Running – The Other 20%

In the past couple of weeks, I have had a lot of people ask me why my skin has cleared up and why I’ve gotten increasingly buff and what I’ve been taking to keep my energy level up despite giving up my three-venti-Americano-no-room-two-Splenda-a-day Starbucks habit.  They all assume one of two things:

1) I am shelving out top-dollar for a miracle supplement that I need to share with them – immediately.

2) All that running is finally starting to pay off.

Wrong. Wrong. Wrong. While I am taking a green drink supplement after intense training sessions (both on the road and in the gym) and I am running four times a week and I am training with personal trainers three times a week, I do not credit any of these habits with the rapid transition my body has made in the past month.  I’ve always been a runner.  I’ve always hit the gym more than most of the people I know.  Despite these habits, I have also always been an average weight and I’ve always had a pretty terrible body fat percentage.  Additionally, I have almost always gained weight while training for half marathons.  It wasn’t until I put down the cigarettes, dropped the bottle of Jameson’s and started eating real food that I started seeing a change in my mental and physical state.

Nobody believes this.  In fact, when I tell people that the Paleo scheme I’m following is 80% of the reason I am feeling so great lately, they all look at me and laugh, saying something along the lines of: “oh no… it must be something else. You’re a runner!”  A few hours later, they ask me when I’m going to “go off the Paleo kick” and grab a slice of pizza and some beers.  When I tell them it’s not a “kick” and that pizza and beers are going to have to wait for a very special occasion, their heads cock and a look of extreme confusion pops onto their pretty little faces.  Despite the simplicity of the message, very few people believe that the real reason I’m thriving is because I’m concentrating a lot of energy and attention toward nutrition.  Sure, physical activity helps – but nutrition is helping me hit the home run (without jacking myself full of steroids).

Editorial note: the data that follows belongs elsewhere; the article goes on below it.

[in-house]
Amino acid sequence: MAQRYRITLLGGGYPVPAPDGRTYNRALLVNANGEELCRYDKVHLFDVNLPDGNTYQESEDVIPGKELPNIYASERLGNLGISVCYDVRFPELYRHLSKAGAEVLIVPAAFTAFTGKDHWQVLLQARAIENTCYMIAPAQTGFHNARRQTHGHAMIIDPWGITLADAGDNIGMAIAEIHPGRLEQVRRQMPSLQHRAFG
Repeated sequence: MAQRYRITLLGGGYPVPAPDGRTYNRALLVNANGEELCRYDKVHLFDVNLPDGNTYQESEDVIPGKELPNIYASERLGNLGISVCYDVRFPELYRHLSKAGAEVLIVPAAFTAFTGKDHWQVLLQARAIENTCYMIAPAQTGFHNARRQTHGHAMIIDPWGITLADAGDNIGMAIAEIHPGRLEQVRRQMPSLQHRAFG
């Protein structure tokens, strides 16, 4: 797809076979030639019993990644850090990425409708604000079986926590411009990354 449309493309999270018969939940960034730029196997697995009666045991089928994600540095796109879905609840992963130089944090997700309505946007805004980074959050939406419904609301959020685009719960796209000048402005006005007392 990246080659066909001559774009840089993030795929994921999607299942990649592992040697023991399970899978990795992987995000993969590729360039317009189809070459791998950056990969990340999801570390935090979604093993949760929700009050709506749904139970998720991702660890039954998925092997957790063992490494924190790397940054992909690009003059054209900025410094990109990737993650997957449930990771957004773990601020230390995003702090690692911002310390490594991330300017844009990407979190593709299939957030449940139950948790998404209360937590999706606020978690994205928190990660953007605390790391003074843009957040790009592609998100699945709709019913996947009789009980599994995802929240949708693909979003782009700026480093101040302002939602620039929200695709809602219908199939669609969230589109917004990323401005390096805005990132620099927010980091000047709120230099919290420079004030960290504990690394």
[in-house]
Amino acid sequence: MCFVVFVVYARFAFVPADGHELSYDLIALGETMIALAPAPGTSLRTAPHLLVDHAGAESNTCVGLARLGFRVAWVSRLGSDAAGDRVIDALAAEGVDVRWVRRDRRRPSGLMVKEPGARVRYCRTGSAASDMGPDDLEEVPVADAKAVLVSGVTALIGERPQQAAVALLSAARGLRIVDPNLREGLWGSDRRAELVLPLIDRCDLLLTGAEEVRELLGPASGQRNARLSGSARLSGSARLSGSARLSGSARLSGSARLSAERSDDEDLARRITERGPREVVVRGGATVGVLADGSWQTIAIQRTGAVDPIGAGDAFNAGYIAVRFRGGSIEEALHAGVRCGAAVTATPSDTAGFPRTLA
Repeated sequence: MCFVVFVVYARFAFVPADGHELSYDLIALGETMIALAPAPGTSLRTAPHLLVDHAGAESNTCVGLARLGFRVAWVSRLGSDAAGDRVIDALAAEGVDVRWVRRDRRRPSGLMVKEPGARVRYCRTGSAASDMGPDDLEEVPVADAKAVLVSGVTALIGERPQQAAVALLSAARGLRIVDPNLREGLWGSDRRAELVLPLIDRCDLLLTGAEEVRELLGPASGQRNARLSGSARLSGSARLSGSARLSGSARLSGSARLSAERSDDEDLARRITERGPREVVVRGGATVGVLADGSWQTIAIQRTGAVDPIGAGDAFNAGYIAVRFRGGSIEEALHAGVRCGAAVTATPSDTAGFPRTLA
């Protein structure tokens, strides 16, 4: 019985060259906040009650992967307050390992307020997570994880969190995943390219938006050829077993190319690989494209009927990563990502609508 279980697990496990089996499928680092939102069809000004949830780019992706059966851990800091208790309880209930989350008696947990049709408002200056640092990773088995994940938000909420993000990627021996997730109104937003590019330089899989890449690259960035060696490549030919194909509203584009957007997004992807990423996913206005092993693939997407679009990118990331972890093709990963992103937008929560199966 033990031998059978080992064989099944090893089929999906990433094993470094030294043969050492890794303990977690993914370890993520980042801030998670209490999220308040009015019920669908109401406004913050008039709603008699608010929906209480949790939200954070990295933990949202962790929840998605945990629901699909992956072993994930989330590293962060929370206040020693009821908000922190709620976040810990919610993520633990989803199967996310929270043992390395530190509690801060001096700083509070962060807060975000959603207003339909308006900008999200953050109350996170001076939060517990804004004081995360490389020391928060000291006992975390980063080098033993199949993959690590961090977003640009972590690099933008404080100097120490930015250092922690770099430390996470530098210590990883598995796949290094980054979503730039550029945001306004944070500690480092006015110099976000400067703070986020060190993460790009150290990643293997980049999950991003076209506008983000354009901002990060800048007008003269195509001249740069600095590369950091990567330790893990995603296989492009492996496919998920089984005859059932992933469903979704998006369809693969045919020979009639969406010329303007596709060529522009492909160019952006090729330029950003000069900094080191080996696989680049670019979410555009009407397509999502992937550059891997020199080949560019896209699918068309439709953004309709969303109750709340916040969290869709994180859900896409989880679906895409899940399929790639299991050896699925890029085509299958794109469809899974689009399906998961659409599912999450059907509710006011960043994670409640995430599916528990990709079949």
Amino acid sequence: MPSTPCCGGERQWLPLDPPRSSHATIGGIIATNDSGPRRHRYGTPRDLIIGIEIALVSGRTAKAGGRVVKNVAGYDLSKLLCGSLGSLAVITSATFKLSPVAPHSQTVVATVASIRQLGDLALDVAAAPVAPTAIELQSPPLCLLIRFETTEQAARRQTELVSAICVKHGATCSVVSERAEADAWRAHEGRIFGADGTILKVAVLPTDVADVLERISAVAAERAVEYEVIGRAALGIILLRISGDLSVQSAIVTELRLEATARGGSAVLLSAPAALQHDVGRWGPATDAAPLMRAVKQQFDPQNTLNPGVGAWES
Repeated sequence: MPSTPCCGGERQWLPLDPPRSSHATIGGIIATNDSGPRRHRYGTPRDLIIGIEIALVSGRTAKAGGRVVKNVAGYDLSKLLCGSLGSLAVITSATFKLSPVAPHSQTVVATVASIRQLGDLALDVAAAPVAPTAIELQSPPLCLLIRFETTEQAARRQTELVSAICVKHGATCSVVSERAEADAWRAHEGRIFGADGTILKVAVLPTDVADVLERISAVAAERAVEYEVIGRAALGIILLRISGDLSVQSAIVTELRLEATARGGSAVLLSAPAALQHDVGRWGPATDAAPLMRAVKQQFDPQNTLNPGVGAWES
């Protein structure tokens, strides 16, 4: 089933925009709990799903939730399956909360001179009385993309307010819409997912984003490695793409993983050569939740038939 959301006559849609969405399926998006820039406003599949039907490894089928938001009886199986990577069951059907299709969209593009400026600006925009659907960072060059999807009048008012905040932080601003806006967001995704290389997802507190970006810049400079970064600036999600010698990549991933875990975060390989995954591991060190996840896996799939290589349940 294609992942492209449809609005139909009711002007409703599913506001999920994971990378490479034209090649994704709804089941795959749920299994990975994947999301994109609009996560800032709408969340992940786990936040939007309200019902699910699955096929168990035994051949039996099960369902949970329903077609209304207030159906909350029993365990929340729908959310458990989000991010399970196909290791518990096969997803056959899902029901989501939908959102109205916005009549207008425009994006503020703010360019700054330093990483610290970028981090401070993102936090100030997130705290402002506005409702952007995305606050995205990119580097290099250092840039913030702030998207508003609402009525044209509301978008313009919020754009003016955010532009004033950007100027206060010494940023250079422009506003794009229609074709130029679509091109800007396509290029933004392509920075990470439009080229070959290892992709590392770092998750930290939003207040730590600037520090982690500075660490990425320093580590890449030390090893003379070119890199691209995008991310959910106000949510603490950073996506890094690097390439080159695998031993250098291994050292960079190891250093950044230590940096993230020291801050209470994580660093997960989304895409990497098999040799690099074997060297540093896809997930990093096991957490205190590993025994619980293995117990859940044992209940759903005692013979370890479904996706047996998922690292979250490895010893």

Running 30 miles or more per week alone will not help you lose weight.  It helps, but it’s really only about 20% of the solution (Note: NOT an actual percentage.  More like a very well-informed conjecture.)  But since so many people think 1) it’s been my catalyst, 2) it will produce miracle results and 3) it will lead to a perma-spike in energy, here are some tips to help you jump onto the runner bandwagon.

1) Be humble.  Running is different than weight lifting or cycling or ellipticalling.  It asks you to put significant weight on your joints while pushing your cardiovascular capacity to the limit.  It will not feel good for the first few weeks.  When I started running, my lower back and feet and ankles and shins were almost constantly in pain.  I couldn’t run three flat city blocks without pausing to catch my breath.  I once packed a cigarette and debit card in my running shorts because I wasn’t sure if I’d make a full lap around Greenlake before needing to stop at the pub for a beer (seriously).  The painful period lasts for a couple of weeks (depending on your fitness level).  Then, it ends.  By the time you get a couple weeks of running in, you’re hitting a consistent pace and seeing results.  You might notice faster times or fewer walk breaks or that a natural stride is developing.  You’re ready for the next step.

2) Invest in Good shoes and Good socks.  I use to buy my running shoes at Nordstrom Rack and wear mismatched socks whenever I went out for a jog.  The result? A stress fracture that sidelined me for the better part of the year.  You don’t need designer pants or high-tech t-shirts, but Good shoes and Good socks will save you a lot of pain.

3) Set a goal.  I don’t care what the goal is.  It could be to run a mile, or complete a 5K, or participate in an ultra-marathon.  The goal doesn’t matter.  What matters is what comes next – planning out your training calendar and holding yourself accountable for the plan.  Training calendars litter the internet.  Two of the most straight-forward and beginner-friendly are Hal Higdon and Jeff Galloway, who provide easy to follow (free!) plans for a variety of different race lengths. Another option is the Couch-to-5K app for Android and iPhone, which makes it easy to track your progress electronically.

4) Track your progress.  Whether you use a journal, excel spreadsheet, iPhone app, bulletin board, or blog (I’ve used them all), it is absolutely paramount that you write down your progress, particularly if you are training aggressively.  You can write an essay or a single word – so long as there is a log of how your body feels post-run, you are golden.

5) Create a playlist that keeps you moving.  I pay for a monthly subscription to Spotify so that I can bring my running playlist with me wherever I go.  And, I have access to millions of songs that help keep the rotation fresh.

6) Don’t overdo it.  Feeling extra-sore from a run that was two days ago? Skip your run today – or walk it instead.  Hit the gym and lift some weights, but avoid major running muscle groups.  Take care of your body and your body will take care of you.

7) Prepare to be amazed.  Sooner than later, you will start to look forward to running.  Seriously – it takes some time, but those runs you scheduled in your daily planner will become as mandatory as work… and TWICE as fun / fulfilling / worthwhile.  If you live in Seattle, use your runs to marvel in how freaking beautiful your city is.  If you don’t live in Seattle, use your runs to plan a vacation here.  Whether or not your new running habit is accompanied by weight loss, you will notice an overall improvement in your energy levels.

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